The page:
Wednesday, July 5, 2017

10 Ideas for Working with Kids with FASD - Use Teach Abilities #1

In my now 20 years of working with my kids I have learned many things.  With working with the hundreds of parents through our Parenting FASD closed Facebook group and with the literature a few threads of how to work with these kids come to light.  Every day I will share one of the Teach Abilities and just remember no two kids are alike and what works for some may not work for others.

This is meant for a generalized look at working with the kids.  Teach to the abilities
and support the areas that they struggle with understanding of how prenatal alcohol exposure can affect children and adults learn and see our world.

Kids with FASD will have many strengths and challenges.  They often say that children with FASD will be developmentally half their chronological age.  While that is the generalization,  there will be many areas of uneven and spikes of learning and development.  Each child is different and learning where they function educationally, developmentally and socially is very important for success.

Too high of expectations due to their often times advanced verbal capabilities may be very misleading as they cannot perform at that level educationally, developmentally or emotionally.  Too low they will tune out and act out.  Learning disabilities and challenges are all apart of children/adults on the Fetal Alcohol Spectrum.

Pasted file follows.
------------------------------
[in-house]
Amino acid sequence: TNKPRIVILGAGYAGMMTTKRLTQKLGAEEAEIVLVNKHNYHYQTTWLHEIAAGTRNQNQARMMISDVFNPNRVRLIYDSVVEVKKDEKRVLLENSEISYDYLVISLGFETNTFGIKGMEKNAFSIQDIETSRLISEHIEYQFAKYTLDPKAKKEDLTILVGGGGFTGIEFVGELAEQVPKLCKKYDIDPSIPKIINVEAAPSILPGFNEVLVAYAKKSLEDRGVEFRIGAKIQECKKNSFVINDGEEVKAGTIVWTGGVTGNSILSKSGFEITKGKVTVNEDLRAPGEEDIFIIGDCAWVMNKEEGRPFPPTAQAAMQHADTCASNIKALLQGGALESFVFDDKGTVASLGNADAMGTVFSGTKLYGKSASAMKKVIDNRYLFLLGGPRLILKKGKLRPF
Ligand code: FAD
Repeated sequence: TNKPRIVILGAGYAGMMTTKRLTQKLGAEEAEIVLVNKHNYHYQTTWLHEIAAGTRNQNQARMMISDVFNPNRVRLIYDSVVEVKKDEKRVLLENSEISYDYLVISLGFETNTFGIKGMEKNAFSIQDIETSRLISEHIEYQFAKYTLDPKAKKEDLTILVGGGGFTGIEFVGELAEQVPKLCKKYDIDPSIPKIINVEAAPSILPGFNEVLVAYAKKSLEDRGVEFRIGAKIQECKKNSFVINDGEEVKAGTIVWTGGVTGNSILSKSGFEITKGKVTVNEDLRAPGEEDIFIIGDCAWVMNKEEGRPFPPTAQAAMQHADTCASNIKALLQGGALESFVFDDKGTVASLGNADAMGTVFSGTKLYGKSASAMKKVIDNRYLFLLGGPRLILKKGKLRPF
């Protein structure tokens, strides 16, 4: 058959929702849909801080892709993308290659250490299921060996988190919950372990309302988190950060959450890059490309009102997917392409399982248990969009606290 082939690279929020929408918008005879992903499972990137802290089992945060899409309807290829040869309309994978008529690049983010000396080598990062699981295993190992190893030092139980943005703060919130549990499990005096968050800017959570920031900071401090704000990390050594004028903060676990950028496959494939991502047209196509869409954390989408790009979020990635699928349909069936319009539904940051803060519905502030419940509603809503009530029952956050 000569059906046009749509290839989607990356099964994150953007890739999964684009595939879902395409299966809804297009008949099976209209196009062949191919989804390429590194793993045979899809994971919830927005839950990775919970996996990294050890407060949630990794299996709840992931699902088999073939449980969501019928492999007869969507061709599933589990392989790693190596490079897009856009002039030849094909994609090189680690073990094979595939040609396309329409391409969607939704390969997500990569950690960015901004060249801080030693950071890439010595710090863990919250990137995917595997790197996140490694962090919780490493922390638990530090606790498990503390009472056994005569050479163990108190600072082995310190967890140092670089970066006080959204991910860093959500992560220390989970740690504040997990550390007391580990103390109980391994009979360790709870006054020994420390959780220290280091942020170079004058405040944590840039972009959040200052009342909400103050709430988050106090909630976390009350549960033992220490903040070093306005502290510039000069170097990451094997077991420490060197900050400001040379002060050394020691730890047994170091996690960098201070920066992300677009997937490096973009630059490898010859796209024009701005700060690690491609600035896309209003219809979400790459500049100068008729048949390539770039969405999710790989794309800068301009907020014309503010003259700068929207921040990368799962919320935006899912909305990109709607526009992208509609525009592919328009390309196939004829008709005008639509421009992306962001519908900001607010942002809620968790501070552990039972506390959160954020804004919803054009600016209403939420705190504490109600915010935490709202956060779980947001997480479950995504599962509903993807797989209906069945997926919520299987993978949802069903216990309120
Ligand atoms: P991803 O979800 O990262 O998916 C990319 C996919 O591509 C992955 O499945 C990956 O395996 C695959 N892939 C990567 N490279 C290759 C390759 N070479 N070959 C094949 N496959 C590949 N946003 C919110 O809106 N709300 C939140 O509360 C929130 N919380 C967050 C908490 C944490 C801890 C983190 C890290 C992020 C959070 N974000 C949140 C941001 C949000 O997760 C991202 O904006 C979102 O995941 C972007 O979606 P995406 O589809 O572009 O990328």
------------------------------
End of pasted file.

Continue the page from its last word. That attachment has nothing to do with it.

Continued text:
Kids with FASD struggle to keep up with their peers and when stressed will use behavior as language to show they are struggling.

Some children with FASD will have many autistic tendencies and struggle with social interactions, while others will be overly outgoing, but struggle with social cueing.  Children with FASD can struggle.  We need to lessen the struggle.

We have made sure with our kids to have adequate testing and assessments to know where they are functioning and not always relying on what the school says.  We made sure to  know where they are educationally, developmentally, and socially so we can modify, adapt and advocate for their needs. Matching the learning to where they child was at that time and many times teaching, reteaching and making sure that that learning was generalized into other environments.

Neuropsychological assessments at key learning stages so we can plan ahead for what they need. We have found that a psychologist or developmental pediatrician helpful in helping us along the way.

Meeting them at their developmental level not chronological age is paramount, doing it with being sensitive to their AGE.



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